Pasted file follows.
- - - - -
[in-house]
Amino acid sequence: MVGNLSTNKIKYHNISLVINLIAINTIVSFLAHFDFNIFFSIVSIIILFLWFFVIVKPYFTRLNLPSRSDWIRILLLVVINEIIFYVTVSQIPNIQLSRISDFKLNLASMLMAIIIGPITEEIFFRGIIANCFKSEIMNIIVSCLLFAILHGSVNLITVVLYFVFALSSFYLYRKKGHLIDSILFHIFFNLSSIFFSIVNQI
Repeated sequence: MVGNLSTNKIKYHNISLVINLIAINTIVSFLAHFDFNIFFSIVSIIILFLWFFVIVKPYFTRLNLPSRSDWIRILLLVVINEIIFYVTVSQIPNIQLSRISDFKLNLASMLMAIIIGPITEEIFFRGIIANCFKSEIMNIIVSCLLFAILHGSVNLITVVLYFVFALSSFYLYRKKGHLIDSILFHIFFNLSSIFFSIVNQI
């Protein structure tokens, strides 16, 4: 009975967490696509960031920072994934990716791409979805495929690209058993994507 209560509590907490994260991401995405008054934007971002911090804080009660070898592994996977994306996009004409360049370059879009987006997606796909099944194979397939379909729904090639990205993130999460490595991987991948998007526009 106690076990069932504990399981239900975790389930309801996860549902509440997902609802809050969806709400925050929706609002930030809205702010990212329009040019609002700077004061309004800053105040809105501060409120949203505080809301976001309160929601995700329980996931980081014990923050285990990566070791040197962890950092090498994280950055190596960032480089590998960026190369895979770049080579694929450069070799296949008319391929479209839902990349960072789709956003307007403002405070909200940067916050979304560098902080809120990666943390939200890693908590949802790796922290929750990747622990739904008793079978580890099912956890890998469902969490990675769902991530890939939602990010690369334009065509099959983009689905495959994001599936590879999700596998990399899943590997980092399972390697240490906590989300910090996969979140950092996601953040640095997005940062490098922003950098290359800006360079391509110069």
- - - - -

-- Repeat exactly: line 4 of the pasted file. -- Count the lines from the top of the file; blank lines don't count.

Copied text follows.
């Protein structure tokens, strides 16, 4: 009975967490696509960031920072994934990716791409979805495929690209058993994507 209560509590907490994260991401995405008054934007971002911090804080009660070898592994996977994306996009004409360049370059879009987006997606796909099944194979397939379909729904090639990205993130999460490595991987991948998007526009 106690076990069932504990399981239900975790389930309801996860549902509440997902609802809050969806709400925050929706609002930030809205702010990212329009040019609002700077004061309004800053105040809105501060409120949203505080809301976001309160929601995700329980996931980081014990923050285990990566070791040197962890950092090498994280950055190596960032480089590998960026190369895979770049080579694929450069070799296949008319391929479209839902990349960072789709956003307007403002405070909200940067916050979304560098902080809120990666943390939200890693908590949802790796922290929750990747622990739904008793079978580890099912956890890998469902969490990675769902991530890939939602990010690369334009065509099959983009689905495959994001599936590879999700596998990399899943590997980092399972390697240490906590989300910090996969979140950092996601953040640095997005940062490098922003950098290359800006360079391509110069």